Header image
Enter a name
Artistic view of a Male Pteronarcys californica (Pteronarcyidae) (Giant Salmonfly) Stonefly Adult from the Gallatin River in Montana
Salmonflies
Pteronarcys californica

The giant Salmonflies of the Western mountains are legendary for their proclivity to elicit consistent dry-fly action and ferocious strikes.

Dorsal view of a Ephemerella mucronata (Ephemerellidae) Mayfly Nymph from the Yakima River in Washington
This is an interesting one. Following the keys in Merritt R.W., Cummins, K.W., and Berg, M.B. (2019) and Jacobus et al. (2014), it keys clearly to Ephemerella. Jacobus et al provide a key to species, but some of the characteristics are tricky to interpret without illustrations. If I didn't make any mistakes, this one keys to Ephemerella mucronata, which has not previously been reported any closer to here than Montana and Alberta. The main character seems to fit well: "Abdominal terga with prominent, paired, subparallel, spiculate ridges." Several illustrations or descriptions of this holarctic species from the US and Europe seem to match, including the body length, tarsal claws and denticles, labial palp, and gill shapes. These sources include including Richard Allen's original description of this species in North America under the now-defunct name E. moffatae in Allen RK (1977) and the figures in this description of the species in Italy.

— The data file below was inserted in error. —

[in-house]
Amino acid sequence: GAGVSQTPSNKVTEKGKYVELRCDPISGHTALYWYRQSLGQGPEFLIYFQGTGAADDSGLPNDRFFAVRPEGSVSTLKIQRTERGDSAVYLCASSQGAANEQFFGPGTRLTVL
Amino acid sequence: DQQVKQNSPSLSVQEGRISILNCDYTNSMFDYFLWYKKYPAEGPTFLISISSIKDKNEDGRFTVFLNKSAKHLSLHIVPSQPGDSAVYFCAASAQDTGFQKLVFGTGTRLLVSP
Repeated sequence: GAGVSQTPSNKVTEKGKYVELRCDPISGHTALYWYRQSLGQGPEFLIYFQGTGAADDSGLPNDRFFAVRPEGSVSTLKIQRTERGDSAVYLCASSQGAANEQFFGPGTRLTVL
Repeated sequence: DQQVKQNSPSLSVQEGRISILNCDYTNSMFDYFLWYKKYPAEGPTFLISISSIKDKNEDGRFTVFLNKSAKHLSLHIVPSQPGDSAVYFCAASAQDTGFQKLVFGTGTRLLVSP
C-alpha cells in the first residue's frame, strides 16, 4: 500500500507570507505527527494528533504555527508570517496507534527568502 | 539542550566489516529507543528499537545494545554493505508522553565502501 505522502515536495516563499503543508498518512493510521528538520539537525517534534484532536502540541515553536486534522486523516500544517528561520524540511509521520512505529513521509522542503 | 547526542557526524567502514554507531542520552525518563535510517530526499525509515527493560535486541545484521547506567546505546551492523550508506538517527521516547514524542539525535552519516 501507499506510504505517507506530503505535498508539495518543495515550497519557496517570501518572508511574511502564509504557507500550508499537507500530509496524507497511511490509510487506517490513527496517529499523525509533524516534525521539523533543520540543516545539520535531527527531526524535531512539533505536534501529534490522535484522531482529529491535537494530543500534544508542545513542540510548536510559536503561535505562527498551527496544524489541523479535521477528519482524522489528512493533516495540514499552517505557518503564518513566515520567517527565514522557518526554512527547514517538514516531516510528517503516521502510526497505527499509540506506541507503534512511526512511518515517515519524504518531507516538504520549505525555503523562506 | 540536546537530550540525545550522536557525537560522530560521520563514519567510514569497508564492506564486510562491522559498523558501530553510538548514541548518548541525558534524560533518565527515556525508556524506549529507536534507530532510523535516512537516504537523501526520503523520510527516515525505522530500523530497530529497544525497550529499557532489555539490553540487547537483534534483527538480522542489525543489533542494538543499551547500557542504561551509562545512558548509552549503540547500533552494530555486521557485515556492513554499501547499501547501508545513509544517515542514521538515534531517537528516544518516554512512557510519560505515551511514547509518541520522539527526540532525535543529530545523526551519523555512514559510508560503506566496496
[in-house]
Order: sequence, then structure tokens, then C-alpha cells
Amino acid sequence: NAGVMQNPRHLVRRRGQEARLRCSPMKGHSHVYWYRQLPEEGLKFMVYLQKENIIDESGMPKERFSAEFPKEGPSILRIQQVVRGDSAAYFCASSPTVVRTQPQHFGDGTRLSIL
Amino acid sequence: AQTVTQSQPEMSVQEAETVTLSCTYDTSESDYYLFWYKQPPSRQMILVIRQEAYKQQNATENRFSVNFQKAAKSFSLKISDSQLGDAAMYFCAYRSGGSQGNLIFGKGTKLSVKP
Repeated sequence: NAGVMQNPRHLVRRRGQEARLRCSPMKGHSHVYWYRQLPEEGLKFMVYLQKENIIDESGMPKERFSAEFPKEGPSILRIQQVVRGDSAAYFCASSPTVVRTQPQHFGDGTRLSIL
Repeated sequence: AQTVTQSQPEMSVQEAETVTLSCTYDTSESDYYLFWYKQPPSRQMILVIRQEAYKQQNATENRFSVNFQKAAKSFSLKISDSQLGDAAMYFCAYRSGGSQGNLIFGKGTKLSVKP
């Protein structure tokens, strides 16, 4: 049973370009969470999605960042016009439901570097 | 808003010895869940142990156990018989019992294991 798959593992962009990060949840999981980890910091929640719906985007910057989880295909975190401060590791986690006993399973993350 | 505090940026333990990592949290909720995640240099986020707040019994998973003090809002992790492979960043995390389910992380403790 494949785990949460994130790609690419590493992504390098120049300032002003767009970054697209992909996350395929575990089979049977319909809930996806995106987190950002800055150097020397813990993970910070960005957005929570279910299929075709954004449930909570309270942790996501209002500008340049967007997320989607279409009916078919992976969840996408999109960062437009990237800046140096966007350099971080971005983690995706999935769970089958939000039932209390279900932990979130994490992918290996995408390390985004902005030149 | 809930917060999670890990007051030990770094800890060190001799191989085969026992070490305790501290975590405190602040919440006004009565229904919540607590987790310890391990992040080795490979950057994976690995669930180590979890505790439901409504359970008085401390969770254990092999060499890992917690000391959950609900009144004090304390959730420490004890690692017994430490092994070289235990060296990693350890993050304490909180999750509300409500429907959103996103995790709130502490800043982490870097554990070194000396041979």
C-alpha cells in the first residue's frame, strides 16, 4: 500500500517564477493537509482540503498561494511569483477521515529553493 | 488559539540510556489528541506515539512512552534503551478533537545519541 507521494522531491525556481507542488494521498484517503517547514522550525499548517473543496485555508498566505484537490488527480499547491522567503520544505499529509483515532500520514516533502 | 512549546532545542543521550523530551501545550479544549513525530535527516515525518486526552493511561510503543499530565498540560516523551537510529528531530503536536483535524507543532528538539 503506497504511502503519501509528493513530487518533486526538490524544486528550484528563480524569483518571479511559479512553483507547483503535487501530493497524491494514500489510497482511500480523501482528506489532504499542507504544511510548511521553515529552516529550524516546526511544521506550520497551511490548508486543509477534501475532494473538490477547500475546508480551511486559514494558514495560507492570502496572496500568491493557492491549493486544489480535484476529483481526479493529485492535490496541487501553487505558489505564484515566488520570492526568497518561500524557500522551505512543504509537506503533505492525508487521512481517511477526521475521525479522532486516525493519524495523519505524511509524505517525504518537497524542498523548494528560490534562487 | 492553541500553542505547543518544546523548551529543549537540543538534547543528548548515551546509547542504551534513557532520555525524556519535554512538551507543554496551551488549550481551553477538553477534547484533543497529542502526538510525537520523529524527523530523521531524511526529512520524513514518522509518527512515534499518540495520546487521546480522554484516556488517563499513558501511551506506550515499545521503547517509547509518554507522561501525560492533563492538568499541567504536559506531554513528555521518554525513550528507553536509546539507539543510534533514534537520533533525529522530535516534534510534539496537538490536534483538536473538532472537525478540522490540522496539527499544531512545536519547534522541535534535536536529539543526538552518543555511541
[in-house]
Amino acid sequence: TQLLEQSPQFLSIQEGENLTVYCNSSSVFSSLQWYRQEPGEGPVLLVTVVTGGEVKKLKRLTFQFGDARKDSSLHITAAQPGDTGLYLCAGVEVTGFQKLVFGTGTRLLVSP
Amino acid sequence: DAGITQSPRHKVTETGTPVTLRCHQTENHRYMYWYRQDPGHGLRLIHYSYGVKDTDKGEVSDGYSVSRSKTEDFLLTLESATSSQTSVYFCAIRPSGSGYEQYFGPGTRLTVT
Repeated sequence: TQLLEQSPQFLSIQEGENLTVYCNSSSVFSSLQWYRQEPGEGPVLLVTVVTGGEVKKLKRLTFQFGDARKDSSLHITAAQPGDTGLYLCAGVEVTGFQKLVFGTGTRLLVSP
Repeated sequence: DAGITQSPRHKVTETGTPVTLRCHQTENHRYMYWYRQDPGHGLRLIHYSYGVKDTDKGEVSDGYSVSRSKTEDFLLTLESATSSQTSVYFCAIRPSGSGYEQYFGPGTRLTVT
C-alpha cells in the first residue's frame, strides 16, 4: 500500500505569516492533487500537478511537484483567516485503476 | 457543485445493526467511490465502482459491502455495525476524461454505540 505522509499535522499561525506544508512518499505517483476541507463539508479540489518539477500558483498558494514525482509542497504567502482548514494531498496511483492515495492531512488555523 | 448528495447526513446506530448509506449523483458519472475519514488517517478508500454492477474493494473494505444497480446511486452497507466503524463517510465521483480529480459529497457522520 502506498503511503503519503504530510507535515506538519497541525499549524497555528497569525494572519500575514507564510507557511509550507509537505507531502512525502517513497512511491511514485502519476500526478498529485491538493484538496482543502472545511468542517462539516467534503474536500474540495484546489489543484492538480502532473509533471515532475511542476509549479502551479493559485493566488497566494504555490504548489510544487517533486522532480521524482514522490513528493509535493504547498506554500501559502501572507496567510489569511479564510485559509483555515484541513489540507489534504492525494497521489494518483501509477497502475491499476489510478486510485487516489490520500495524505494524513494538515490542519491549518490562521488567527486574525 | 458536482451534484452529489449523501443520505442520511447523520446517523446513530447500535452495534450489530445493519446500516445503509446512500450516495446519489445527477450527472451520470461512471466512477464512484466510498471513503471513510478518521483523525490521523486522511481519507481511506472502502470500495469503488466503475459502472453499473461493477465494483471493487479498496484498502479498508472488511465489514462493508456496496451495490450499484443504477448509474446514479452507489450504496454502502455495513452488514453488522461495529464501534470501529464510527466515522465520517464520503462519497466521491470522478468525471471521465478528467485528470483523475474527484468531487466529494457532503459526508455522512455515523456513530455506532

27" brown trout, my largest ever. It was the sub-dominant fish in its pool. After this, I hooked the bigger one, but I couldn't land it.
Troutnut is a project started in 2003 by salmonid ecologist Jason "Troutnut" Neuswanger to help anglers and fly tyers unabashedly embrace the entomological side of the sport. Learn more about Troutnut or support the project for an enhanced experience here.

Millcreek
Healdsburg, CA

Posts: 344
Millcreek on Jul 16, 2014July 16th, 2014, 7:50 am EDT
I've been collecting these Baetis nymphs in the Russian River and don't have a clue as to what species they are. Any help would be appreciated.

I've labelled them species #1, #2 and #3. Species #1 and #3 may be the same as I've only collected females for #1 and males for #3. They seem to share some characteristics but I haven't examined the mouthparts yet.

All specimens have been collected from late April to mid July of this year. They seem to prefer relatively calm edges of fast glides. They prefer a clean substrate of small gravel. Measurements are given under each picture.

ADDED NOTE (October 8, 2014)
Spent a few hours over these with the dissecting needles in the last few days and all three appear to be Fallceon species. Diagnostic features for Fallceon nymphs are: no ventral femoral patch of setae, segment 2 of the labial palps poorly developed (minimal 'thumbs' or other projections) and a tuft of setae between the prostheca and molar region on at least the right mandible. References are: Lugo-Ortiz, McCafferty and Waltz "Contribution to the taxonomy of the Panamerican genus Fallceon (Ephemeroptera: Baetidae), (1994). http://www.ephemeroptera-galactica.com/pubs/pub_l/publugoc1994p460.pdf as well as Waltz and McCafferty "Waltz RD; McCafferty WP. 1987. New genera of Baetidae for some Nearctic species previously in Baetis Leach (Ephemeroptera), (1987). http://www.ephemeroptera-galactica.com/pubs/pub_w/pubwaltzr1987p667.pdf